Contribution= Sales Revenue- Variable Cost
We use the term contribution to describe the difference between sales revenue and variable cost per item. As each £5 is contributing to paying off fixed costs of£5,000.
Breakeven Point= Fixed Cost/Contribution per book
= 1,000 books per week."
Relevant Cost is decision definite, meaning that relevant costs can be meaningful in one spot but inapplicable to the other. The concept of relevant costs exclude irrelevant data that distorts the decision making process. Relevant costs are costs that differ with respect to specific decision. According to Ray D. Dillon and John F. Nash (1978) says "Relevant Costing and Incremental analysis are often used as decision making tools. Irrelevant costs are excluded from any incremental decision making problem because they are supposed to have equal effects on all the available alternatives."
Relevant Costs are also known as differential cost. Sunk Cost is irrelevant cost and is defined cost that was beared in the past. Unavoidable costs are the cost which the organisation has to bear irrespective of management decision. Avoidable costs are the cost can be avoided by the organisation because of the availability of options.
"ABC Ltd wishes to know the relevant cost of material X for a special contract. The contract will need 200 litres of Q.
Currently in stock
Original cost of Q in stock
$2 per litre
Current purchase price of Q
$4 per litre
If not used on the contract stocks of Q would be scrapped for proceeds of $1 per litre
Cost of purchasing 50 litres of Q= (50x$4) =$200 plus Opportunity cost of scrap (150 litres x$1)Â Â =$150 =$35."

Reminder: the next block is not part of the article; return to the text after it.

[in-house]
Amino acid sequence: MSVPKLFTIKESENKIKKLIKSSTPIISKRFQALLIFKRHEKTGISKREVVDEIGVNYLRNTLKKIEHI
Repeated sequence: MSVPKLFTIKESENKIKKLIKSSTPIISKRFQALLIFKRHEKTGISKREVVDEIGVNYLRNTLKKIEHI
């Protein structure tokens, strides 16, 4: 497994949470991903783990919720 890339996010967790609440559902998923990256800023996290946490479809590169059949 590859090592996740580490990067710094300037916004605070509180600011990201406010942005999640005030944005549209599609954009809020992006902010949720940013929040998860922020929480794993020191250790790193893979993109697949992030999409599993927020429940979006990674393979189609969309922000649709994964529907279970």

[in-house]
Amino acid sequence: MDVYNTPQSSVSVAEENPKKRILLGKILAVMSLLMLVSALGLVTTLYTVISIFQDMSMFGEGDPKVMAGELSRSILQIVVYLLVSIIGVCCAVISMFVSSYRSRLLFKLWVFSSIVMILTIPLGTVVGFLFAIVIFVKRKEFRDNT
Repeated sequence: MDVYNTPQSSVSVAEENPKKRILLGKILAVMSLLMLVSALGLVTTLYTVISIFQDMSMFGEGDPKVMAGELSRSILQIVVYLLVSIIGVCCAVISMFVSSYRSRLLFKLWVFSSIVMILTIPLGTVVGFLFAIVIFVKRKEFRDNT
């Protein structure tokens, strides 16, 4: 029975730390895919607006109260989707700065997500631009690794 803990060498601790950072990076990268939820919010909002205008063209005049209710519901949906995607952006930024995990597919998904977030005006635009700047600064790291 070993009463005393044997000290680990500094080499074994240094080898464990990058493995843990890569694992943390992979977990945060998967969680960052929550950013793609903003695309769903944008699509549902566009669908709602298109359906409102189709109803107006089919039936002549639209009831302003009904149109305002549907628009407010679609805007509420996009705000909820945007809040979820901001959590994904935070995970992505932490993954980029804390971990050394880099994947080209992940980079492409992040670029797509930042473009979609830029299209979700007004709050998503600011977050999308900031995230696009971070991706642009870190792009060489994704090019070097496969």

There are several reasons why the Profit/Loss does not equate with the increase/decrease in cash during the year and following are the main reasons:
Accrual Accounting: In this type of accounting method entries are recorded when they occur not when they are paid. It basically focus on accounts receivable and in this type of accounting the effect of transaction is taken into account when it occur rather than the time when cash is actually received. For Example: "If a sale is made in January but the payment is not expected until the February, the revenue from the sale would be recognized in January and the amount due to the company is recorded in accounts receivable."
Sale on Account
Payment on Account
Depreciation of assets is also an important reason for profit/ loss and cash flow inequality. Depreciation of assets is a non cash flow expense. Depreciation occurs yearly and is not recorded as cash entry. For Example: If Company XYZ purchases Plant & Machinery of £100,000. As Plant & Machinery comes under assets and it suffers depreciation of£10,000 per year.
Account Payable is the money that the company has to pay creditors on a certain date. No cash has gone out of the company since the payment is made on credit. For Example: Company A purchases raw materials from Company B of £50,000 on credit and the amount is payable after two months.